Washington's old ally
October 25, 2002 | Page 6
SADDAM HUSSEIN killed his way to the top and used systematic terror to stay there. And he has the U.S. government to thank for it.
Saddam first came to prominence in 1959 when he tried to assassinate Abdul Kassim, an army officer who earned the hatred of Western governments when he led the overthrow of the British-installed monarchy in Iraq.
Four years later, Saddam's Ba'ath Party organized a coup against Kassim, with the help of the CIA. U.S. officials handed over lists of Iraqi socialists, and the Ba'athists hunted them down, leading to the massacre of an estimated 30,000 people.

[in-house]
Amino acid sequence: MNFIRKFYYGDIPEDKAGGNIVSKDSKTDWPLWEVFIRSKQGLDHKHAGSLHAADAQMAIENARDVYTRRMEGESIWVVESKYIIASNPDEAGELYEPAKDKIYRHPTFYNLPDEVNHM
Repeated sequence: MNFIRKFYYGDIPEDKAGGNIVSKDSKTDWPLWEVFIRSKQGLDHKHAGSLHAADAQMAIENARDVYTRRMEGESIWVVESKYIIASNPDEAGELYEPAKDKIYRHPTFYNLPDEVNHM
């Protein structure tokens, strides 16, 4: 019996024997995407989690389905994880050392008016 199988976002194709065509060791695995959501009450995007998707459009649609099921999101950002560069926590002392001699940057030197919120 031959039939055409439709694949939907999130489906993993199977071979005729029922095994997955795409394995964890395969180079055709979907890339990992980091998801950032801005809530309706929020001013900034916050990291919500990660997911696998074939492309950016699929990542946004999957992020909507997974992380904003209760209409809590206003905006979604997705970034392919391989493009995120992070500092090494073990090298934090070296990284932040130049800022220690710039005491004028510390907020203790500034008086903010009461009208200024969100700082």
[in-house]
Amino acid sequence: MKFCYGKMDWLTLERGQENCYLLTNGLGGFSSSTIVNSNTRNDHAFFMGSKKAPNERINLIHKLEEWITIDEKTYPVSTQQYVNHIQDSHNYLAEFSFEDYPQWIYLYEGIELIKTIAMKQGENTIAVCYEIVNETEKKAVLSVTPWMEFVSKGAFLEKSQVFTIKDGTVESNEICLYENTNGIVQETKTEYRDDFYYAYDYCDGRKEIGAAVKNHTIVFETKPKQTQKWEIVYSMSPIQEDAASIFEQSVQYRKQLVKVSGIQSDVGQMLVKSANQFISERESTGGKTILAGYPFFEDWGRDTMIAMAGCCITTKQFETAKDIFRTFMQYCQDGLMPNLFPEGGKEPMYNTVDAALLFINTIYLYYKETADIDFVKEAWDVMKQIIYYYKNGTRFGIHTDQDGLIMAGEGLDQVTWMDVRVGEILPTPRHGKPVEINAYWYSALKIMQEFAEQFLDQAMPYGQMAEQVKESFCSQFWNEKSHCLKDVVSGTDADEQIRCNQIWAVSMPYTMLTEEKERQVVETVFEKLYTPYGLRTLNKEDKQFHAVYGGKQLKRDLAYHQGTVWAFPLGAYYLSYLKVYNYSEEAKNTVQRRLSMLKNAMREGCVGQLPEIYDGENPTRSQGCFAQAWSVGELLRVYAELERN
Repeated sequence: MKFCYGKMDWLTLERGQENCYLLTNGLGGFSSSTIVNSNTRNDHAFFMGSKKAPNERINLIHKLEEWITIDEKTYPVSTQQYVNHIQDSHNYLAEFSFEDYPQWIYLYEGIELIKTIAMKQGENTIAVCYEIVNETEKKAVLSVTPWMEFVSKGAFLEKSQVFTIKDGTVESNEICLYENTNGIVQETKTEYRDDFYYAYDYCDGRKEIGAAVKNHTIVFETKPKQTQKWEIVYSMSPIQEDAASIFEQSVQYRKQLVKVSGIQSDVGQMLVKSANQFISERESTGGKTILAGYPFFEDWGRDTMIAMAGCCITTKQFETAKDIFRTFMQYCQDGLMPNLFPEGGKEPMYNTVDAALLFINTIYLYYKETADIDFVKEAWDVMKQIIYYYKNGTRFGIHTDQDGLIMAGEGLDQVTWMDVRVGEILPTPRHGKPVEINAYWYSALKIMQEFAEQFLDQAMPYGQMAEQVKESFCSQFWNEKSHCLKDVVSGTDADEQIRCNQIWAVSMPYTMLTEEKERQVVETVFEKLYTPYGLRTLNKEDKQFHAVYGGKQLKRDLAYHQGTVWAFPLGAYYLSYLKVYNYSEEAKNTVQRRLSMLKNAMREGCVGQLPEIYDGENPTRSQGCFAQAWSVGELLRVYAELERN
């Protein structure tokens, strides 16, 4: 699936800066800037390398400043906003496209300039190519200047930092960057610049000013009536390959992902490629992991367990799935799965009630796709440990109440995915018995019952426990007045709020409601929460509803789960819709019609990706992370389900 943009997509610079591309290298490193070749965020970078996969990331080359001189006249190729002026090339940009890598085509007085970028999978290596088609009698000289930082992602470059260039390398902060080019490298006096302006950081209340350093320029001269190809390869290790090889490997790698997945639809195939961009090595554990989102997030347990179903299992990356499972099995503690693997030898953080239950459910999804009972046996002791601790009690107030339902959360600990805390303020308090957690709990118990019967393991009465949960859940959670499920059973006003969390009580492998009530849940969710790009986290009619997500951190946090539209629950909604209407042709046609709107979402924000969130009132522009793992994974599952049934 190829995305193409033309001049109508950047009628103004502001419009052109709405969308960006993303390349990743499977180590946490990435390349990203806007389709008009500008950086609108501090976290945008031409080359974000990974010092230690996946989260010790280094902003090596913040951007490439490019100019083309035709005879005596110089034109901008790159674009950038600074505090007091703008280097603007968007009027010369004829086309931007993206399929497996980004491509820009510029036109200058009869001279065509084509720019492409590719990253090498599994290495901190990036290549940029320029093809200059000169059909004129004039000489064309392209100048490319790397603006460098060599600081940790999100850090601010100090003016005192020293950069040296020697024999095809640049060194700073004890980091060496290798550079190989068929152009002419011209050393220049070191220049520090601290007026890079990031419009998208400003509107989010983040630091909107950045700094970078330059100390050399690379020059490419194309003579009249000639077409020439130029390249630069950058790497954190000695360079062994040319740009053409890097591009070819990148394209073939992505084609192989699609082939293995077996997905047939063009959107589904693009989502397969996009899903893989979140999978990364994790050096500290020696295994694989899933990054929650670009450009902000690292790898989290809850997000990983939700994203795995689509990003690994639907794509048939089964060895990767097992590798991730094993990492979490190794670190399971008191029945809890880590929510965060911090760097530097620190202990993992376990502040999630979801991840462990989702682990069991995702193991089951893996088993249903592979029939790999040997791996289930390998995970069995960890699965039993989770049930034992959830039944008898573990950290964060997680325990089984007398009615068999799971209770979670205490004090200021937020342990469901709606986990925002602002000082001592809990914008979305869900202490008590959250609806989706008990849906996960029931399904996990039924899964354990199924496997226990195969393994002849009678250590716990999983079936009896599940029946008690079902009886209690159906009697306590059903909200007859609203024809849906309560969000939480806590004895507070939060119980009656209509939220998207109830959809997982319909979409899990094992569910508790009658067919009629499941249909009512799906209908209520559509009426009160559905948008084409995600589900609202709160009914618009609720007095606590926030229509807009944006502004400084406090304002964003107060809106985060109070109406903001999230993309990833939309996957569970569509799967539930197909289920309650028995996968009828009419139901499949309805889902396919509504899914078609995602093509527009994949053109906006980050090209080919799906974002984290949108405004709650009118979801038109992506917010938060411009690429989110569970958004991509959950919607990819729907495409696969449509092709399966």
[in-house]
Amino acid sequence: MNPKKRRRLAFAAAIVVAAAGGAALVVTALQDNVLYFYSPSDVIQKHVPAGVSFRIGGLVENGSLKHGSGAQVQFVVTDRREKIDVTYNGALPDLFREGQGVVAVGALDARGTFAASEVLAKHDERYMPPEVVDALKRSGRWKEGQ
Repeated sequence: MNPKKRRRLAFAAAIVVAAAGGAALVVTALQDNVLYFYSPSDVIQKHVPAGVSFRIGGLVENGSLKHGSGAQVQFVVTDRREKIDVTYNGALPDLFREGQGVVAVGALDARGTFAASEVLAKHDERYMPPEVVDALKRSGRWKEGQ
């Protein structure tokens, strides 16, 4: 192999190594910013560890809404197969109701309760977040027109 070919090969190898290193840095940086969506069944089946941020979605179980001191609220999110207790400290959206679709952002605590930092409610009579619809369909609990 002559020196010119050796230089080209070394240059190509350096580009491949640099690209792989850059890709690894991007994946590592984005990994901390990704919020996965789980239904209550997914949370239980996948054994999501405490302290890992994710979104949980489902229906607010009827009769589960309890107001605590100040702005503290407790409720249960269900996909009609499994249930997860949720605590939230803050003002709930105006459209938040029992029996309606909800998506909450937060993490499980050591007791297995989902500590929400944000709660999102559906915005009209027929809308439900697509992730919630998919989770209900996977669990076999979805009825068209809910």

When Saddam went to war against neighboring Iran in 1980, he had the support of the U.S. Actually, the West supplied weapons to both sides in the bloody war, which cost an estimated 1 million lives. But when Iran began to gain the upper hand in the late 1980s, the U.S. intervened decisively behind Iraq.
Only when Saddam stepped out of line by invading Kuwait in 1990 did Washington discover that its old ally was "the new Hitler."